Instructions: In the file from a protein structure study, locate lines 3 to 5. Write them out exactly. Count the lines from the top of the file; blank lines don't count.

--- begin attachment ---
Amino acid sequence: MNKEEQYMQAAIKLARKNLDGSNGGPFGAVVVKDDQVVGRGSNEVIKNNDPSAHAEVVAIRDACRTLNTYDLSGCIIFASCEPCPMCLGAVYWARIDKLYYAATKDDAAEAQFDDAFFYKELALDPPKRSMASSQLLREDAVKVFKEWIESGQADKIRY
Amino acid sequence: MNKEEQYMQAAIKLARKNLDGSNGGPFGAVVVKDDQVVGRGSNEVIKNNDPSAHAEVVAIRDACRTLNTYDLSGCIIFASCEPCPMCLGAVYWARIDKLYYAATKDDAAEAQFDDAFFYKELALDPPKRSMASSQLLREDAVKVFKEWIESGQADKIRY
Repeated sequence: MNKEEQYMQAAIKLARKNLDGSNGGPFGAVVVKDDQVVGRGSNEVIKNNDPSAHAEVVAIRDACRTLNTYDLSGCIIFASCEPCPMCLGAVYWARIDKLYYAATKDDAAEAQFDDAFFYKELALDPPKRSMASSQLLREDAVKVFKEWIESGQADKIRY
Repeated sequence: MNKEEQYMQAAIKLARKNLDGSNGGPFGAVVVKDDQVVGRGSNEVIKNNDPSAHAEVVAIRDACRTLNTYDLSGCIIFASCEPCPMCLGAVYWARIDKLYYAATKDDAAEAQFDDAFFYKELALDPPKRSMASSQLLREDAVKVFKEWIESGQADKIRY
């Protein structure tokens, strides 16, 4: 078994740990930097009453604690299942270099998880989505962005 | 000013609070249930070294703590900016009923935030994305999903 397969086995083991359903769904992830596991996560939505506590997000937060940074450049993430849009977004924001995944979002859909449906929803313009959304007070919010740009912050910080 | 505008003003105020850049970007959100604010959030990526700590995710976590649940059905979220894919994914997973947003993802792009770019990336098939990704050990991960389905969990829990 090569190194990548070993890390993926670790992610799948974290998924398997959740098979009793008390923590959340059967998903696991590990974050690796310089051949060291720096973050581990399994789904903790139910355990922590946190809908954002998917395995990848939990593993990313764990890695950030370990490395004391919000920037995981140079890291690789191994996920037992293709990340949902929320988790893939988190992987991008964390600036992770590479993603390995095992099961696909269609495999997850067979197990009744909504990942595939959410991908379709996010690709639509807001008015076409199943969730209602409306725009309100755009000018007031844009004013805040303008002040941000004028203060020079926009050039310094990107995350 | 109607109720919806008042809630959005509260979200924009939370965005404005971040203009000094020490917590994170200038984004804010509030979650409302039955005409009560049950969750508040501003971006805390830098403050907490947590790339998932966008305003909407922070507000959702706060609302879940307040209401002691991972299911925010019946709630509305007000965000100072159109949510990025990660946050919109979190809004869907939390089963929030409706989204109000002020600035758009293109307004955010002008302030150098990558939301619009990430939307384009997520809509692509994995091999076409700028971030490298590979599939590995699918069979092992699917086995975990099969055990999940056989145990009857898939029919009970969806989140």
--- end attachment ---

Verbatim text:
Repeated sequence: MNKEEQYMQAAIKLARKNLDGSNGGPFGAVVVKDDQVVGRGSNEVIKNNDPSAHAEVVAIRDACRTLNTYDLSGCIIFASCEPCPMCLGAVYWARIDKLYYAATKDDAAEAQFDDAFFYKELALDPPKRSMASSQLLREDAVKVFKEWIESGQADKIRY
Repeated sequence: MNKEEQYMQAAIKLARKNLDGSNGGPFGAVVVKDDQVVGRGSNEVIKNNDPSAHAEVVAIRDACRTLNTYDLSGCIIFASCEPCPMCLGAVYWARIDKLYYAATKDDAAEAQFDDAFFYKELALDPPKRSMASSQLLREDAVKVFKEWIESGQADKIRY
């Protein structure tokens, strides 16, 4: 078994740990930097009453604690299942270099998880989505962005 | 000013609070249930070294703590900016009923935030994305999903 397969086995083991359903769904992830596991996560939505506590997000937060940074450049993430849009977004924001995944979002859909449906929803313009959304007070919010740009912050910080 | 505008003003105020850049970007959100604010959030990526700590995710976590649940059905979220894919994914997973947003993802792009770019990336098939990704050990991960389905969990829990 090569190194990548070993890390993926670790992610799948974290998924398997959740098979009793008390923590959340059967998903696991590990974050690796310089051949060291720096973050581990399994789904903790139910355990922590946190809908954002998917395995990848939990593993990313764990890695950030370990490395004391919000920037995981140079890291690789191994996920037992293709990340949902929320988790893939988190992987991008964390600036992770590479993603390995095992099961696909269609495999997850067979197990009744909504990942595939959410991908379709996010690709639509807001008015076409199943969730209602409306725009309100755009000018007031844009004013805040303008002040941000004028203060020079926009050039310094990107995350 | 109607109720919806008042809630959005509260979200924009939370965005404005971040203009000094020490917590994170200038984004804010509030979650409302039955005409009560049950969750508040501003971006805390830098403050907490947590790339998932966008305003909407922070507000959702706060609302879940307040209401002691991972299911925010019946709630509305007000965000100072159109949510990025990660946050919109979190809004869907939390089963929030409706989204109000002020600035758009293109307004955010002008302030150098990558939301619009990430939307384009997520809509692509994995091999076409700028971030490298590979599939590995699918069979092992699917086995975990099969055990999940056989145990009857898939029919009970969806989140």